This philippic, concluded in a marked tone of irony, and all of it impertinent enough, did not please the young man; but he refrained from manifesting the slightest annoyance and continued the conversation, endeavoring to avoid as far as possible the subjects in which the over-sensitive patriotism of the canon might find cause of offence. The latter rose when Dona Perfecta began to speak to her nephew about family matters, and took a few turns about the room.
This was a spacious and well-lighted apartment, the walls of which were covered with an old-fashioned paper whose flowers and branches, although faded, preserved their original pattern, thanks to the cleanliness which reigned in each and every part of the dwelling. The clock, from the case of which hung, uncovered, the apparently motionless weights and the voluble pendulum, perpetually repeating No, no, occupied, with its variegated dial, the most prominent place among the solid pieces of furniture of the dining-room, the adornment of the walls being completed by a series of French engravings representing the exploits of the conqueror of Mexico, with prolix explanations at the foot of each concerning a Ferdinand Cortez, and a Donna Marine, as little true to nature as were the figures delineated by the ignorant artist. In the space between the two glass doors which communicated with the garden was an apparatus of brass, which it is not necessary to describe further than to say that it served to support a parrot, which maintained itself on it with the air of gravity and circumspection peculiar to those animals, taking note of everything that went on. The hard and ironical expression of the parrot tribe, their green coats, their red caps, their yellow boots, and finally, the hoarse, mocking words which they generally utter, give them a strange and repulsive aspect, half serious, half-comic. There is in their air an indescribable something of the stiffness of diplomats. At times they remind one of buffoons, and they always resemble those absurdly conceited people who, in their desire to appear very superior, look like caricatures.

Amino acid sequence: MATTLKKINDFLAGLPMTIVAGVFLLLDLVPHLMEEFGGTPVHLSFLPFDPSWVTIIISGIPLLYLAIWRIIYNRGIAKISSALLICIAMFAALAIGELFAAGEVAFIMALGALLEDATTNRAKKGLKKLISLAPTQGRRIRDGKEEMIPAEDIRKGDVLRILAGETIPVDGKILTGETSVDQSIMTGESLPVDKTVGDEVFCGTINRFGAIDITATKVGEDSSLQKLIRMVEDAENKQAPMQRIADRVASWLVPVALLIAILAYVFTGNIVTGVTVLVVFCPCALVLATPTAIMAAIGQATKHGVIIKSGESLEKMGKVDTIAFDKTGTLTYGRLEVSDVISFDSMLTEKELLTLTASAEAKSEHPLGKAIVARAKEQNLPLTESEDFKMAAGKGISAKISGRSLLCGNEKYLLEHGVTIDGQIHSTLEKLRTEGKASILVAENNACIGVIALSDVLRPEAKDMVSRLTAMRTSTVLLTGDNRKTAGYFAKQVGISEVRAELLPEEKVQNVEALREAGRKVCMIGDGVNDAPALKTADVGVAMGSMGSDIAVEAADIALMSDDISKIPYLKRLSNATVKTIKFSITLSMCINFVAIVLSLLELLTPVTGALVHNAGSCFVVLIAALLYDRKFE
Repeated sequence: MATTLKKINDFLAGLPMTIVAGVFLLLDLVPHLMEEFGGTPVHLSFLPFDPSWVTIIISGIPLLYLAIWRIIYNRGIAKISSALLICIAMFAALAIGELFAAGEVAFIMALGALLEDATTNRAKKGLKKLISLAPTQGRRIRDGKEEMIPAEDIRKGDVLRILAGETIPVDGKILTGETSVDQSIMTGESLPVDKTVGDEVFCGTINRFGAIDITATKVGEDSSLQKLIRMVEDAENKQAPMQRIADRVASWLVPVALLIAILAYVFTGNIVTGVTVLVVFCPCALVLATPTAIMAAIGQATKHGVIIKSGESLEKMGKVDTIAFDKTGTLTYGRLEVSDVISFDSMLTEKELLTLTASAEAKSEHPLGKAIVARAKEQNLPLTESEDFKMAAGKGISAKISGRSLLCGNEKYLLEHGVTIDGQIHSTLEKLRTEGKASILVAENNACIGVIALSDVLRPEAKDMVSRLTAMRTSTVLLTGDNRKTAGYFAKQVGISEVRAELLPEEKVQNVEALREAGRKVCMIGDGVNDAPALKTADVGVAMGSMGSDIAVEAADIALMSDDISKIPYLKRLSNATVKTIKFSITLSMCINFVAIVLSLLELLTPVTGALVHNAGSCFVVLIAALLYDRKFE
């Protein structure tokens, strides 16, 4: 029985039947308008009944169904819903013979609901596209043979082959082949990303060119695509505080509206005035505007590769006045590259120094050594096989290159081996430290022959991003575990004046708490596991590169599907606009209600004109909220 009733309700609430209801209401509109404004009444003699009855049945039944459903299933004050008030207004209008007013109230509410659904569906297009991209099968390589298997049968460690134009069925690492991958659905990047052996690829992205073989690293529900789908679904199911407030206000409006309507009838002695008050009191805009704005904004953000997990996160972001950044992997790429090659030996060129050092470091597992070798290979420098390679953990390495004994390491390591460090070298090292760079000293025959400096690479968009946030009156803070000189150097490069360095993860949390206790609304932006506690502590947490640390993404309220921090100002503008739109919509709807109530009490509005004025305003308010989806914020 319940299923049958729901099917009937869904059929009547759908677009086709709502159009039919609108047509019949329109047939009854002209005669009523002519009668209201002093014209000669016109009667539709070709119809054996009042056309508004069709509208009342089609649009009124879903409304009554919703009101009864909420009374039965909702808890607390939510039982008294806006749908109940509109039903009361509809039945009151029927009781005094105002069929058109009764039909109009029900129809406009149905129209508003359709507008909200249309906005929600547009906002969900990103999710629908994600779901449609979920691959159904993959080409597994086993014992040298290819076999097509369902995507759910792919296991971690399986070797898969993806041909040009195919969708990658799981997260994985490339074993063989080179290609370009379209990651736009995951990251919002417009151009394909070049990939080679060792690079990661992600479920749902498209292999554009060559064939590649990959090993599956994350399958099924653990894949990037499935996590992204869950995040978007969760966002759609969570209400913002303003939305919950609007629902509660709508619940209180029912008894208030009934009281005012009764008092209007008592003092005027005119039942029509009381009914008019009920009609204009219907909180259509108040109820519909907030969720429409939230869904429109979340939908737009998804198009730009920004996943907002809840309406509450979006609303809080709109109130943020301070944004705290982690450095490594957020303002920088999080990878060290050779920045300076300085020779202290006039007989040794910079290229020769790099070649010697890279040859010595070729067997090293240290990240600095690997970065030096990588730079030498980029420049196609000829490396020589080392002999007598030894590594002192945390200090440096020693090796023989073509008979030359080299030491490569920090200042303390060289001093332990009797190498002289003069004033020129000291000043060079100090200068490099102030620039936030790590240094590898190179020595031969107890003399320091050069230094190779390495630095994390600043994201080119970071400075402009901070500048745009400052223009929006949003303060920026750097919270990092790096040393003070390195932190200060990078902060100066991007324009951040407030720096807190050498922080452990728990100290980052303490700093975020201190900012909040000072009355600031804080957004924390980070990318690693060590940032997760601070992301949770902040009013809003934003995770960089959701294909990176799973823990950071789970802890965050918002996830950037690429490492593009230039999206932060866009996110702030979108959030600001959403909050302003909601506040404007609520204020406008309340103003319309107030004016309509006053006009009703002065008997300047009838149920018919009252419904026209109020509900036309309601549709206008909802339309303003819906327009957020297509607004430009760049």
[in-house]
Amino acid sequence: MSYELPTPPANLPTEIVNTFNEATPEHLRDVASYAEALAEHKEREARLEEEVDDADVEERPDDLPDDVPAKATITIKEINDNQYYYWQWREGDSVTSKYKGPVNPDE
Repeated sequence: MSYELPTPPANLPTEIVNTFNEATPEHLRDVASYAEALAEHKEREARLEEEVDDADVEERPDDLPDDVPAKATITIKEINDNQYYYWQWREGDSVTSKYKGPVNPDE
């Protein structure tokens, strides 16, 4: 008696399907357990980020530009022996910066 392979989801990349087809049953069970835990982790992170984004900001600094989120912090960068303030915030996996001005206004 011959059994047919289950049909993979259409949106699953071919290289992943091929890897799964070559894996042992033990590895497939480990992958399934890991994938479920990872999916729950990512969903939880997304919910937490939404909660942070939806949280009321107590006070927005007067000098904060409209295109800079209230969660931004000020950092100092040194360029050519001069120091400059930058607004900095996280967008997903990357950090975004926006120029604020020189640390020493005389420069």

The Penitentiary was very fond of the parrot. When he left Dona Perfecta and Rosario conversing with the traveller, he went over to the bird, and, allowing it to bite his forefinger with the greatest good humor, said to it:
"Rascal, knave, why don't you talk? You would be of little account if you weren't a prater. The world of birds, as well as men, is full of praters."
Then, with his own venerable hand, he took some peas from the dish beside him, and gave them to the bird to eat. The parrot began to call to the maid, asking her for some chocolate, and its words diverted the two ladies and the young man from a conversation which could not have been very engrossing.